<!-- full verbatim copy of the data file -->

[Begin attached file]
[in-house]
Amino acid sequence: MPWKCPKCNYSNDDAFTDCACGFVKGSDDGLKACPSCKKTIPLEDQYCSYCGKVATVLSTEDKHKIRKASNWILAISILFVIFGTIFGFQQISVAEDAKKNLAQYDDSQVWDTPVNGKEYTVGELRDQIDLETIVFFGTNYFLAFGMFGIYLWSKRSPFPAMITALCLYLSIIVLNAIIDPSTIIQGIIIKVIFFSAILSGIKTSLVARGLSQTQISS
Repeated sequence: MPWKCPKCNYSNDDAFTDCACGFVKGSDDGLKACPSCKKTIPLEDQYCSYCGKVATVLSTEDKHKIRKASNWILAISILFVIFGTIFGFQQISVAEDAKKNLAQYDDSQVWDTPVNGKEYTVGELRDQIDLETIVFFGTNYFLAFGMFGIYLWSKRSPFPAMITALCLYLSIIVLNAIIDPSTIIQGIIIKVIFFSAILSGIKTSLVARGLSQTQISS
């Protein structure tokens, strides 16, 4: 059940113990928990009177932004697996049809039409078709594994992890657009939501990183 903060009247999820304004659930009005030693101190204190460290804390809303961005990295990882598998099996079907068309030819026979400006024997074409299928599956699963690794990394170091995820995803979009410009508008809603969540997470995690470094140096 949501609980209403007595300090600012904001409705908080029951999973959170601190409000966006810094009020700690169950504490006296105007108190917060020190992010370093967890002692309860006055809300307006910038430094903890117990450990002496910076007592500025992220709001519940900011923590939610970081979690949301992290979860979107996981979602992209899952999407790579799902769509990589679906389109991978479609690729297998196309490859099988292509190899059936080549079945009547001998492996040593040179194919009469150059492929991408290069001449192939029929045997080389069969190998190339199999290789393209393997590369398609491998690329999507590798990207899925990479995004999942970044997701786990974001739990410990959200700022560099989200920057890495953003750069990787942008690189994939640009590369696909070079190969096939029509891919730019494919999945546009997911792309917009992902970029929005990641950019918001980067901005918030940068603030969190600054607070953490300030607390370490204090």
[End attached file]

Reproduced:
[in-house]
Amino acid sequence: MPWKCPKCNYSNDDAFTDCACGFVKGSDDGLKACPSCKKTIPLEDQYCSYCGKVATVLSTEDKHKIRKASNWILAISILFVIFGTIFGFQQISVAEDAKKNLAQYDDSQVWDTPVNGKEYTVGELRDQIDLETIVFFGTNYFLAFGMFGIYLWSKRSPFPAMITALCLYLSIIVLNAIIDPSTIIQGIIIKVIFFSAILSGIKTSLVARGLSQTQISS
Repeated sequence: MPWKCPKCNYSNDDAFTDCACGFVKGSDDGLKACPSCKKTIPLEDQYCSYCGKVATVLSTEDKHKIRKASNWILAISILFVIFGTIFGFQQISVAEDAKKNLAQYDDSQVWDTPVNGKEYTVGELRDQIDLETIVFFGTNYFLAFGMFGIYLWSKRSPFPAMITALCLYLSIIVLNAIIDPSTIIQGIIIKVIFFSAILSGIKTSLVARGLSQTQISS
């Protein structure tokens, strides 16, 4: 059940113990928990009177932004697996049809039409078709594994992890657009939501990183 903060009247999820304004659930009005030693101190204190460290804390809303961005990295990882598998099996079907068309030819026979400006024997074409299928599956699963690794990394170091995820995803979009410009508008809603969540997470995690470094140096 949501609980209403007595300090600012904001409705908080029951999973959170601190409000966006810094009020700690169950504490006296105007108190917060020190992010370093967890002692309860006055809300307006910038430094903890117990450990002496910076007592500025992220709001519940900011923590939610970081979690949301992290979860979107996981979602992209899952999407790579799902769509990589679906389109991978479609690729297998196309490859099988292509190899059936080549079945009547001998492996040593040179194919009469150059492929991408290069001449192939029929045997080389069969190998190339199999290789393209393997590369398609491998690329999507590798990207899925990479995004999942970044997701786990974001739990410990959200700022560099989200920057890495953003750069990787942008690189994939640009590369696909070079190969096939029509891919730019494919999945546009997911792309917009992902970029929005990641950019918001980067901005918030940068603030969190600054607070953490300030607390370490204090």